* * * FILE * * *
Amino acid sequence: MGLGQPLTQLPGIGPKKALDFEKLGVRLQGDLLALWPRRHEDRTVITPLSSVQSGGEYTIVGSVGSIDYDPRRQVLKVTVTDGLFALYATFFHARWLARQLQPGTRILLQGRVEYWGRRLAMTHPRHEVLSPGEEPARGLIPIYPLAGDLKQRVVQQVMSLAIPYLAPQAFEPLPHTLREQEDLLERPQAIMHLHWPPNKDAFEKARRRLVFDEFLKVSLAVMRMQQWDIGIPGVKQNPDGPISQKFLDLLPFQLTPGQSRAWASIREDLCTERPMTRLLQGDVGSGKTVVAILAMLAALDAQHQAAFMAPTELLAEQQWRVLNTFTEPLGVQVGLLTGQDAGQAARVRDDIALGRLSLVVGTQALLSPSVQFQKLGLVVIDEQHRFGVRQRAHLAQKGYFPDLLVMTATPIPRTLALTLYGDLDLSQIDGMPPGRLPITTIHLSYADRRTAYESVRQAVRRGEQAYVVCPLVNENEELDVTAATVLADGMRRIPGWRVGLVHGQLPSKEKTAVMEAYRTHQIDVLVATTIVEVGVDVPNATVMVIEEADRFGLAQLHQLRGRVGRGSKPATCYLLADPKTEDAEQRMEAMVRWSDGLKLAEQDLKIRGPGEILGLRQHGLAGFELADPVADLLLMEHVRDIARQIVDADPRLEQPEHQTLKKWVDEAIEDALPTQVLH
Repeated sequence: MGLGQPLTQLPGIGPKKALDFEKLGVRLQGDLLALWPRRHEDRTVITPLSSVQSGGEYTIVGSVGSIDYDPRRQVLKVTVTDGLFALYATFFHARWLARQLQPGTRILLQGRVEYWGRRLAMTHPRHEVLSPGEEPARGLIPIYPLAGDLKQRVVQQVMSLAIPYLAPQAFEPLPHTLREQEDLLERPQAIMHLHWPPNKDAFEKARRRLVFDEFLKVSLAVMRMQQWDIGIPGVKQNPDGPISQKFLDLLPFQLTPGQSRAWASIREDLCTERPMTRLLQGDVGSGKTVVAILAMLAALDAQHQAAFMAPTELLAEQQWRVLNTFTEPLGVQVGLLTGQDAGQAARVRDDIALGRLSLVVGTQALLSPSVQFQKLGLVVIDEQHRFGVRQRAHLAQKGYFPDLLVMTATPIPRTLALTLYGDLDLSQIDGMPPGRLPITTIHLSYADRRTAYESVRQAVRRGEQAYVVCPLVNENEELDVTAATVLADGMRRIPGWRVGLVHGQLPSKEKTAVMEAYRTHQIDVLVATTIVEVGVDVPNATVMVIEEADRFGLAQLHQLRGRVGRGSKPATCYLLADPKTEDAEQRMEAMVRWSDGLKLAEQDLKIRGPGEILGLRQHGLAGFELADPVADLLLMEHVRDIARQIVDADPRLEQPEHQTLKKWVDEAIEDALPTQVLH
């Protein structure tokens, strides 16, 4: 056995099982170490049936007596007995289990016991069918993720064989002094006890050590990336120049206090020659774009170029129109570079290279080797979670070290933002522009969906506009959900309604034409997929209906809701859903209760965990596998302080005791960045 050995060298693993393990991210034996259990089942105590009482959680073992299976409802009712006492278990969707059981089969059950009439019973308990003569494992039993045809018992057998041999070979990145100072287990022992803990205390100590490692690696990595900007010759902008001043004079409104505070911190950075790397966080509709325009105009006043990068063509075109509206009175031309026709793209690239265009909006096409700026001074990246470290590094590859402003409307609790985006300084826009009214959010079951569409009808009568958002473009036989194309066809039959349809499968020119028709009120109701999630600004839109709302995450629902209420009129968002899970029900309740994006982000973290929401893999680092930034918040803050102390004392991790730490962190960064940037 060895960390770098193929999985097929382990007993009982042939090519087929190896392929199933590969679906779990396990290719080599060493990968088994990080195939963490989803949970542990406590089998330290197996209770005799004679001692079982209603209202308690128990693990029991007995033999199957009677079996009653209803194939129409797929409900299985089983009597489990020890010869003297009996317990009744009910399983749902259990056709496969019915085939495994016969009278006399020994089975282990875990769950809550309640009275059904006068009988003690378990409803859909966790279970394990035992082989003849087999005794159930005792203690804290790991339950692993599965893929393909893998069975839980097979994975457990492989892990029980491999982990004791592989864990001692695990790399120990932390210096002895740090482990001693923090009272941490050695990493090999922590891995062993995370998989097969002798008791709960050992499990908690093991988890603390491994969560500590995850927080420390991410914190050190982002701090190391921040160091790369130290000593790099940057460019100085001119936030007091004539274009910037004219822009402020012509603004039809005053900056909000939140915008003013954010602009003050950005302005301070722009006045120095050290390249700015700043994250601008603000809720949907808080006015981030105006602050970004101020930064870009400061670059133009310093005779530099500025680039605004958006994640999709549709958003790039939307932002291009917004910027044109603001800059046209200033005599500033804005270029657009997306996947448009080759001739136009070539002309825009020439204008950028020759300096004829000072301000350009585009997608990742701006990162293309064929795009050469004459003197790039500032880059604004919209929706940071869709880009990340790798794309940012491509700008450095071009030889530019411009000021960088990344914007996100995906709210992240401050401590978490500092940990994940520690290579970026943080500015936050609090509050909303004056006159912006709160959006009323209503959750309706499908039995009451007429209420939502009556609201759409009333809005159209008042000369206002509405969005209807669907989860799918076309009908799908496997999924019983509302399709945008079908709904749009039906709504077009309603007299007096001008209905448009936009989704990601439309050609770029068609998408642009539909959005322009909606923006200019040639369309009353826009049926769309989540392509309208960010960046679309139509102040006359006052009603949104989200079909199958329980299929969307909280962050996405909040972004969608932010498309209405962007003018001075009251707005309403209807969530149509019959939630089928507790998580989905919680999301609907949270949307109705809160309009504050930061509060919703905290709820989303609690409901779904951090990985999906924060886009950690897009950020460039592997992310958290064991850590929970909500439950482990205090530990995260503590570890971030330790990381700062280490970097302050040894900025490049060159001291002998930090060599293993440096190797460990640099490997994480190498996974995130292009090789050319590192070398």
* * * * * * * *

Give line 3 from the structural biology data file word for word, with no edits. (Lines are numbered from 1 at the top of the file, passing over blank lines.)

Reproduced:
């Protein structure tokens, strides 16, 4: 056995099982170490049936007596007995289990016991069918993720064989002094006890050590990336120049206090020659774009170029129109570079290279080797979670070290933002522009969906506009959900309604034409997929209906809701859903209760965990596998302080005791960045 050995060298693993393990991210034996259990089942105590009482959680073992299976409802009712006492278990969707059981089969059950009439019973308990003569494992039993045809018992057998041999070979990145100072287990022992803990205390100590490692690696990595900007010759902008001043004079409104505070911190950075790397966080509709325009105009006043990068063509075109509206009175031309026709793209690239265009909006096409700026001074990246470290590094590859402003409307609790985006300084826009009214959010079951569409009808009568958002473009036989194309066809039959349809499968020119028709009120109701999630600004839109709302995450629902209420009129968002899970029900309740994006982000973290929401893999680092930034918040803050102390004392991790730490962190960064940037 060895960390770098193929999985097929382990007993009982042939090519087929190896392929199933590969679906779990396990290719080599060493990968088994990080195939963490989803949970542990406590089998330290197996209770005799004679001692079982209603209202308690128990693990029991007995033999199957009677079996009653209803194939129409797929409900299985089983009597489990020890010869003297009996317990009744009910399983749902259990056709496969019915085939495994016969009278006399020994089975282990875990769950809550309640009275059904006068009988003690378990409803859909966790279970394990035992082989003849087999005794159930005792203690804290790991339950692993599965893929393909893998069975839980097979994975457990492989892990029980491999982990004791592989864990001692695990790399120990932390210096002895740090482990001693923090009272941490050695990493090999922590891995062993995370998989097969002798008791709960050992499990908690093991988890603390491994969560500590995850927080420390991410914190050190982002701090190391921040160091790369130290000593790099940057460019100085001119936030007091004539274009910037004219822009402020012509603004039809005053900056909000939140915008003013954010602009003050950005302005301070722009006045120095050290390249700015700043994250601008603000809720949907808080006015981030105006602050970004101020930064870009400061670059133009310093005779530099500025680039605004958006994640999709549709958003790039939307932002291009917004910027044109603001800059046209200033005599500033804005270029657009997306996947448009080759001739136009070539002309825009020439204008950028020759300096004829000072301000350009585009997608990742701006990162293309064929795009050469004459003197790039500032880059604004919209929706940071869709880009990340790798794309940012491509700008450095071009030889530019411009000021960088990344914007996100995906709210992240401050401590978490500092940990994940520690290579970026943080500015936050609090509050909303004056006159912006709160959006009323209503959750309706499908039995009451007429209420939502009556609201759409009333809005159209008042000369206002509405969005209807669907989860799918076309009908799908496997999924019983509302399709945008079908709904749009039906709504077009309603007299007096001008209905448009936009989704990601439309050609770029068609998408642009539909959005322009909606923006200019040639369309009353826009049926769309989540392509309208960010960046679309139509102040006359006052009603949104989200079909199958329980299929969307909280962050996405909040972004969608932010498309209405962007003018001075009251707005309403209807969530149509019959939630089928507790998580989905919680999301609907949270949307109705809160309009504050930061509060919703905290709820989303609690409901779904951090990985999906924060886009950690897009950020460039592997992310958290064991850590929970909500439950482990205090530990995260503590570890971030330790990381700062280490970097302050040894900025490049060159001291002998930090060599293993440096190797460990640099490997994480190498996974995130292009090789050319590192070398």